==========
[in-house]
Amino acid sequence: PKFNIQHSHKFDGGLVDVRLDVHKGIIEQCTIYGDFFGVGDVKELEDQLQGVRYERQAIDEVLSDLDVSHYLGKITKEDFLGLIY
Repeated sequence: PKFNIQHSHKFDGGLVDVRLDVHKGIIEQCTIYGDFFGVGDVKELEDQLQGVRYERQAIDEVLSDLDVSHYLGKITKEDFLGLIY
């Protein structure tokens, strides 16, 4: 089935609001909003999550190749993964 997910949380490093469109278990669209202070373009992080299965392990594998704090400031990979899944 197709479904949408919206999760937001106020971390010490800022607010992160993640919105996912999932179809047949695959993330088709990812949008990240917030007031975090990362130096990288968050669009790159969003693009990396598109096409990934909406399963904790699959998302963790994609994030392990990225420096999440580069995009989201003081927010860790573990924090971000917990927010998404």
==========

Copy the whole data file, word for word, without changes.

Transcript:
[in-house]
Amino acid sequence: PKFNIQHSHKFDGGLVDVRLDVHKGIIEQCTIYGDFFGVGDVKELEDQLQGVRYERQAIDEVLSDLDVSHYLGKITKEDFLGLIY
Repeated sequence: PKFNIQHSHKFDGGLVDVRLDVHKGIIEQCTIYGDFFGVGDVKELEDQLQGVRYERQAIDEVLSDLDVSHYLGKITKEDFLGLIY
């Protein structure tokens, strides 16, 4: 089935609001909003999550190749993964 997910949380490093469109278990669209202070373009992080299965392990594998704090400031990979899944 197709479904949408919206999760937001106020971390010490800022607010992160993640919105996912999932179809047949695959993330088709990812949008990240917030007031975090990362130096990288968050669009790159969003693009990396598109096409990934909406399963904790699959998302963790994609994030392990990225420096999440580069995009989201003081927010860790573990924090971000917990927010998404």